The New Seven Wonders of the World was compiled by popular vote over a six-year period by a non-profit group headed by Swiss adventurer Bernard Weber.In 1999, Weber started gathering suggestions from internet users around the world.The list of over 200 nominations has been narrowed down to 70, then to 21, and finally to 7.The group reported over 100 million votes, received over the Internet and mobile messages, making this, if true, the largest poll. Ever conducted.
As of 7/7/07, a recent list has been released in terms of origin and scope, and each of the structures on it can be seen in person.
This ancient capital was built around 9 BC. During the reign of King Aretas IV, its prosperity continued during the Roman Empire. It can now be seen in its pink stone ruins and carved façade.
Great Wall of China
This 4,160-mile wall was built to protect China from invading Huns, Mongols, and other tribes, and to unify fortifications into a single defense system. The barrier began in the 7th century BC, took hundreds of years to build, and ranks as the tallest man-made structure in the world – and appears to be the only one that can be seen from space.
Statue of Christ the Savior(Brazil)
The statue is 125 feet high at the summit of Corcovado Mountain over Rio, and it took five years to build the statue. It was constructed by the sculptor Paul Landowski in France, shipped to Brazil in pieces, and then transported to the mountain by train, where it was reassembled.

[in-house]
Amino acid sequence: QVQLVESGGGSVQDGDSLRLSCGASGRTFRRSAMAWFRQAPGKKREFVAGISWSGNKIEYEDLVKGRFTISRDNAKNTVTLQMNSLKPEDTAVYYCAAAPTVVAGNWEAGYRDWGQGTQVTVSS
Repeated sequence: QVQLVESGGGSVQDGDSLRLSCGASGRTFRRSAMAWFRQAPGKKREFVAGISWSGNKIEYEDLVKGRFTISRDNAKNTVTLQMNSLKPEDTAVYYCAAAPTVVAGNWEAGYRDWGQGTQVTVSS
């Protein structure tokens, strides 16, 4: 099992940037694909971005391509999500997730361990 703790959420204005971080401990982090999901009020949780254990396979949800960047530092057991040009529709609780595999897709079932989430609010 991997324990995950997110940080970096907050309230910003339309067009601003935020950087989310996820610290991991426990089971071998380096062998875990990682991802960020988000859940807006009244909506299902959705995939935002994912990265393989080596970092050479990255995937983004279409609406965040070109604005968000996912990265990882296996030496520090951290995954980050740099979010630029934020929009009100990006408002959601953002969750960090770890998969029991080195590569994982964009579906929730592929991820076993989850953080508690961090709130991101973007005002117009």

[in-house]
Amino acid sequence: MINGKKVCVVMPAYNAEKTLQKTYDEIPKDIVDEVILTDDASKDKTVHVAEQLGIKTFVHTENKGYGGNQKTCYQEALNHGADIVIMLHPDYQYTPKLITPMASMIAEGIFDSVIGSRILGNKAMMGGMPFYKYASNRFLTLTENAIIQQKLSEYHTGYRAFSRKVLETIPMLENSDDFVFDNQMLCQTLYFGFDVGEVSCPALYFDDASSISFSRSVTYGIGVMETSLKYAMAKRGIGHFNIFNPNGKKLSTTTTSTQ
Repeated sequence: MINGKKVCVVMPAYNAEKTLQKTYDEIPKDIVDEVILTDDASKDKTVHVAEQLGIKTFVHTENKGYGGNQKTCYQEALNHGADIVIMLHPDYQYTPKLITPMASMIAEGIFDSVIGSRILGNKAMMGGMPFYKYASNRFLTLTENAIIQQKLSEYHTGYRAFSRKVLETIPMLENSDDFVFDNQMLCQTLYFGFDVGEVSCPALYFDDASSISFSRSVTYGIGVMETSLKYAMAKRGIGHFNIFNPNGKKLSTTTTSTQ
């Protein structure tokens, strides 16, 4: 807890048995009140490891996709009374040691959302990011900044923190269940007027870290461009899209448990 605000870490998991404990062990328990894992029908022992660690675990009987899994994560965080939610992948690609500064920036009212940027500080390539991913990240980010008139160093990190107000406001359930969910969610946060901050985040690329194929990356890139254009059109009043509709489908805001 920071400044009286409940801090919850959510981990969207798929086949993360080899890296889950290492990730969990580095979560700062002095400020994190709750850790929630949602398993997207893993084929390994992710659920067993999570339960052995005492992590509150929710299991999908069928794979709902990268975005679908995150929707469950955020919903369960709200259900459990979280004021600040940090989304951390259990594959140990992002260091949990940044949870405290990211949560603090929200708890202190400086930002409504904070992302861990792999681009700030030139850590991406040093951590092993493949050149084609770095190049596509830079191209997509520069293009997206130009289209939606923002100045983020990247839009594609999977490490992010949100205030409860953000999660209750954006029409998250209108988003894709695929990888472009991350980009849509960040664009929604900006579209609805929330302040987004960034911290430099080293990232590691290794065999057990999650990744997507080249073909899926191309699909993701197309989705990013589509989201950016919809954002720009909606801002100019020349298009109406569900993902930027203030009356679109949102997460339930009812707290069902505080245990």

This “city in the clouds” was built at 8,000 feet above sea level in the 15th century by the Inca Emperor Pachacutec. Abandoned by the Incas, the city remained unknown until an explorer rediscovered it in 1911.
Pyramid of Chichen Itza(Mexico)
The center of the Mayan civilization in its day, Chichen Itza is still visible in many structures, including the Kukulkan pyramid.
The Roman Colosseum(Italy)
This massive 50,000-seat stadium in the center of Rome was built more than 2,000 years ago and continues to influence the design of sports stadiums around the world.
This white marble structure was built in 1630 by a sad emperor, Shah Jahan, in honor of his deceased wife, and combines geometric, Persian and Islamic styles of architecture.
Seven New WondersInfoplease StaffUpdated by an Infoplease Editor